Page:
I am a professional genealogist, writer, photographer, wife, mother, and grandma. I have two books available on Amazon.com: Your Family History: Doing It Right the First Time and Planning Your Genealogy Research Trip. You can also connect with me via Facebook or Twitter.

Thursday at the Cemetery ~ Hickory Creek Cemetery ~ Knoxville, Knox County, Tennessee ~ Part 3

pic TATC

Hickory Creek Cemetery is also known as Mount Pleasant Baptist Church Cemetery. It is located outside the town of Knoxville, Tennessee in Knox County. Most of the stones in this cemetery have been well cared for and so has the grounds. I have decided to feature this cemetery because I have several ancestors that are buried here. The first one is also the most “famous” of them all Colonel Joseph Hardin.

Hickory Creek Cemetery #3In all, I believe there are about 20 Hardins buried here that are ancestors of mine. So for the next few weeks, I will be displaying the headstone (if there is one) and writing a short biography of each one.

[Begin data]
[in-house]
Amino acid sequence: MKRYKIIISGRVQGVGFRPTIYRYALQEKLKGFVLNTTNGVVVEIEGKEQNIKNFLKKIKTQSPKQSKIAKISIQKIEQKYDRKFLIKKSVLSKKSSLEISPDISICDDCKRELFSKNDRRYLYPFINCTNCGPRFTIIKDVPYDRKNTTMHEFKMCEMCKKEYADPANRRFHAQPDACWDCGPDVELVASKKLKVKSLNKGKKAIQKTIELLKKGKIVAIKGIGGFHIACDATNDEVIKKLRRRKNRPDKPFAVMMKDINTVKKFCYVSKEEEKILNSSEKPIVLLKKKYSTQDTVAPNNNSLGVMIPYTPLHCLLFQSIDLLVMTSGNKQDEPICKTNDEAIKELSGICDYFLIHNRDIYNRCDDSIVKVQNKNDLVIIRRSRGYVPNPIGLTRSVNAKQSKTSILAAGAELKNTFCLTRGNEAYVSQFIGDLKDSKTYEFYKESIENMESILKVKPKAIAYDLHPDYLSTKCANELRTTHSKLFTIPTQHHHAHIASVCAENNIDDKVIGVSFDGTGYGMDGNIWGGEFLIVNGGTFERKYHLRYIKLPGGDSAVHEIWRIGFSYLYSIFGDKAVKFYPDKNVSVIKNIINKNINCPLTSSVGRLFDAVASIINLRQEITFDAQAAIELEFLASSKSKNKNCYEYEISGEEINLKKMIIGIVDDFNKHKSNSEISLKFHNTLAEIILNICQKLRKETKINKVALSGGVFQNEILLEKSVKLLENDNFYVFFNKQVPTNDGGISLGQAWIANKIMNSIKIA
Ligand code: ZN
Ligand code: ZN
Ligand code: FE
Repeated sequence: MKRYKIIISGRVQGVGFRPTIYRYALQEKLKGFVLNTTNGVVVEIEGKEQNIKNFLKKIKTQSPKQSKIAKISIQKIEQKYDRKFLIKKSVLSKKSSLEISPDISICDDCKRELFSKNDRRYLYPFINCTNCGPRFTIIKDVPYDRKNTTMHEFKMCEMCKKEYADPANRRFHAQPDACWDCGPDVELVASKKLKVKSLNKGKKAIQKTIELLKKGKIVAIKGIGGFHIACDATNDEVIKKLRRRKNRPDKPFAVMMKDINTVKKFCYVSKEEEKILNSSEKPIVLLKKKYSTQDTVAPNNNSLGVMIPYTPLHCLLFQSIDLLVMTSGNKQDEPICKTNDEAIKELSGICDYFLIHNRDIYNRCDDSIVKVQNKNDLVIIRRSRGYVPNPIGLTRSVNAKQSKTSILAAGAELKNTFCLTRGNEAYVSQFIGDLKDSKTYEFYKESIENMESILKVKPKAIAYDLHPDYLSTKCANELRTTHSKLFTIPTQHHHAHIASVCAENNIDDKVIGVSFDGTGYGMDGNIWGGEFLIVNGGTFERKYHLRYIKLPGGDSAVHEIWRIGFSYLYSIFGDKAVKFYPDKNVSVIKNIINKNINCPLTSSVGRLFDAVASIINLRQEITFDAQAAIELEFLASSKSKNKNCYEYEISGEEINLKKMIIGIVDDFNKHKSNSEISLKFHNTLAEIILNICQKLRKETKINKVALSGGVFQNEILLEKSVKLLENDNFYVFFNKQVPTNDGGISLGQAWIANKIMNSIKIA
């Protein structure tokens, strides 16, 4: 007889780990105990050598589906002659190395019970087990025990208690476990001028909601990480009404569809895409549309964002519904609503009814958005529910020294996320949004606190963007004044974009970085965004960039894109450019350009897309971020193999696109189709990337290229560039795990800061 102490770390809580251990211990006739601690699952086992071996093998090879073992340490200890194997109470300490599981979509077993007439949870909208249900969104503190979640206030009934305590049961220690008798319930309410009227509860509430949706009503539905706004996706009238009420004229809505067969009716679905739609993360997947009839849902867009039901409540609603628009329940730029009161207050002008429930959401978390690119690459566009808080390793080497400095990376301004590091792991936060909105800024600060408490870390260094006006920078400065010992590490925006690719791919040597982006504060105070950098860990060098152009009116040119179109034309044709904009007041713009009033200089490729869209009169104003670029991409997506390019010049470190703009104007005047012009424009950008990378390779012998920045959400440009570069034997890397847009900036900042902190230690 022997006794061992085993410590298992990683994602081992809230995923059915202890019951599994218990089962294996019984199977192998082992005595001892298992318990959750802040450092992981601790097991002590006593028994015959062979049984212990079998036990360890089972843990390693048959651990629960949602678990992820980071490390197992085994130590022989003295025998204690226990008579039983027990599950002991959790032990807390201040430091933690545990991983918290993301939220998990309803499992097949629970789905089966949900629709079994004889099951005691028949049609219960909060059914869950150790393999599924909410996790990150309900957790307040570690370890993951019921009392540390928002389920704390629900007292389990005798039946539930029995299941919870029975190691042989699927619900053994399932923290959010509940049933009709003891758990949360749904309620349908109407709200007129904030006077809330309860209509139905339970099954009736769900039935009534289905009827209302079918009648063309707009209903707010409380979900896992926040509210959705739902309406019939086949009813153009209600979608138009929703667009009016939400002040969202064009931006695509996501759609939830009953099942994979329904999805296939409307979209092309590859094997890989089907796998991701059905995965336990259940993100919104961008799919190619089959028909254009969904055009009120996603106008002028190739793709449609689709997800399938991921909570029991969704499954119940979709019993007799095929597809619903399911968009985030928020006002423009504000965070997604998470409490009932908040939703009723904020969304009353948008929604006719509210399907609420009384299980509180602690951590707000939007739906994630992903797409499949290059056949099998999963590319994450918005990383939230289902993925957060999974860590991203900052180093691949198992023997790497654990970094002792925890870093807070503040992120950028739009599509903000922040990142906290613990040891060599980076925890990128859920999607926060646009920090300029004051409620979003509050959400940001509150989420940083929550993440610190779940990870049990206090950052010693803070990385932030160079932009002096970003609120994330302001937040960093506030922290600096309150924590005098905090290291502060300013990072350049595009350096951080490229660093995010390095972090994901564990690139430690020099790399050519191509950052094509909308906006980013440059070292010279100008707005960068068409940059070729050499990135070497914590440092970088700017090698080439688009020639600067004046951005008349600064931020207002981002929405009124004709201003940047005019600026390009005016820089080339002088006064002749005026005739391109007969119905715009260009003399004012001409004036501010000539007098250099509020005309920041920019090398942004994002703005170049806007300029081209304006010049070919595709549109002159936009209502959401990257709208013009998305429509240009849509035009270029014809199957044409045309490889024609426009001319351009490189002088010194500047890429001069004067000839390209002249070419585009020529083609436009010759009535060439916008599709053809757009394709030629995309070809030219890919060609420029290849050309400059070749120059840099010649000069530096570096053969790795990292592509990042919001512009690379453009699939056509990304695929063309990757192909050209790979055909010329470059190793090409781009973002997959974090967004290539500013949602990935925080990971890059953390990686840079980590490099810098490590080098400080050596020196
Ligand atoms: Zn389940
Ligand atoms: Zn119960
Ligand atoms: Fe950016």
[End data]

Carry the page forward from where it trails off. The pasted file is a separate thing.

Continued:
John G. Hardin, my 1 cousin 4 times removed was born on December 19, 1808, in Knox County, Tennessee. He was the 4th child and the 3rd son born to Rev. Amos (1780-1840) and Mary (Gallaher) Hardin (1779-1845). On September 21, 1830, he married Sarah R, Gallaher (1810-1863). They had 5 children, 3 sons, and 2 daughters. Sarah was his first cousin. John was a farmer and owned a large amount of land in Knox County. He died on April 1, 1863, at the age of 54.

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Sarah R, Gallaher, the wife of my 1st cousin 4 times removed was born on July 18, 1810, in Tennessee. She married her first cousin, John G. Hardin Sr (1808-1863), on September 21, 1830. They had 5 children, 3 sons, and 2 daughters. Sarah died on September 5, 1863, just 5 months after her husband, at the age of 53.

 

Alsey Isabel Hardin HSAlsey Isabel Hardin, my 2nd cousin 3 times removed, was born on July 29, 1843, in Knoxville, Knox County, Tennessee. She was the third of 5 children and the second daughter born to John G. and Sarah R. (Gallaher) Hardin. Alsey died on October 8, 1854, from scarlet fever, at the age of 11.